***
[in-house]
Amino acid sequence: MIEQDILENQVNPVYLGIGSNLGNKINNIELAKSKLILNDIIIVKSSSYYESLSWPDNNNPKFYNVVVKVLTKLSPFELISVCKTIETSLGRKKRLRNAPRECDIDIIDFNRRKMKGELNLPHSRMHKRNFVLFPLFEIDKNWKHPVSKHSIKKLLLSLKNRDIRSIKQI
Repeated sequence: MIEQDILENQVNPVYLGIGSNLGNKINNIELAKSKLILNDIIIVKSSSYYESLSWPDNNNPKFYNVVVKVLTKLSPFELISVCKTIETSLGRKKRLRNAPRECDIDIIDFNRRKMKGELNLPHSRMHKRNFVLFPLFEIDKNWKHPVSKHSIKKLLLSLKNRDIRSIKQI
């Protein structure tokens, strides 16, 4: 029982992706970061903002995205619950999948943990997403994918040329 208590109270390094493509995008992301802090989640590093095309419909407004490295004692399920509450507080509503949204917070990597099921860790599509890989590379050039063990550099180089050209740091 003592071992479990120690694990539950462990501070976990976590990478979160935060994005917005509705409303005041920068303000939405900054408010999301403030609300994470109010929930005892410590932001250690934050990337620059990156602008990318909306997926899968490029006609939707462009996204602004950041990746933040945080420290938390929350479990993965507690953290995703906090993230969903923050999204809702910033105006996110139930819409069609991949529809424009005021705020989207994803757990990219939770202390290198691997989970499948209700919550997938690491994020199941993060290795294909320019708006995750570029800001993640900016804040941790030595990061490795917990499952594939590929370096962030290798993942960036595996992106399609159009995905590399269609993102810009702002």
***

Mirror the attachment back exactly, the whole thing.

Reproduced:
[in-house]
Amino acid sequence: MIEQDILENQVNPVYLGIGSNLGNKINNIELAKSKLILNDIIIVKSSSYYESLSWPDNNNPKFYNVVVKVLTKLSPFELISVCKTIETSLGRKKRLRNAPRECDIDIIDFNRRKMKGELNLPHSRMHKRNFVLFPLFEIDKNWKHPVSKHSIKKLLLSLKNRDIRSIKQI
Repeated sequence: MIEQDILENQVNPVYLGIGSNLGNKINNIELAKSKLILNDIIIVKSSSYYESLSWPDNNNPKFYNVVVKVLTKLSPFELISVCKTIETSLGRKKRLRNAPRECDIDIIDFNRRKMKGELNLPHSRMHKRNFVLFPLFEIDKNWKHPVSKHSIKKLLLSLKNRDIRSIKQI
């Protein structure tokens, strides 16, 4: 029982992706970061903002995205619950999948943990997403994918040329 208590109270390094493509995008992301802090989640590093095309419909407004490295004692399920509450507080509503949204917070990597099921860790599509890989590379050039063990550099180089050209740091 003592071992479990120690694990539950462990501070976990976590990478979160935060994005917005509705409303005041920068303000939405900054408010999301403030609300994470109010929930005892410590932001250690934050990337620059990156602008990318909306997926899968490029006609939707462009996204602004950041990746933040945080420290938390929350479990993965507690953290995703906090993230969903923050999204809702910033105006996110139930819409069609991949529809424009005021705020989207994803757990990219939770202390290198691997989970499948209700919550997938690491994020199941993060290795294909320019708006995750570029800001993640900016804040941790030595990061490795917990499952594939590929370096962030290798993942960036595996992106399609159009995905590399269609993102810009702002």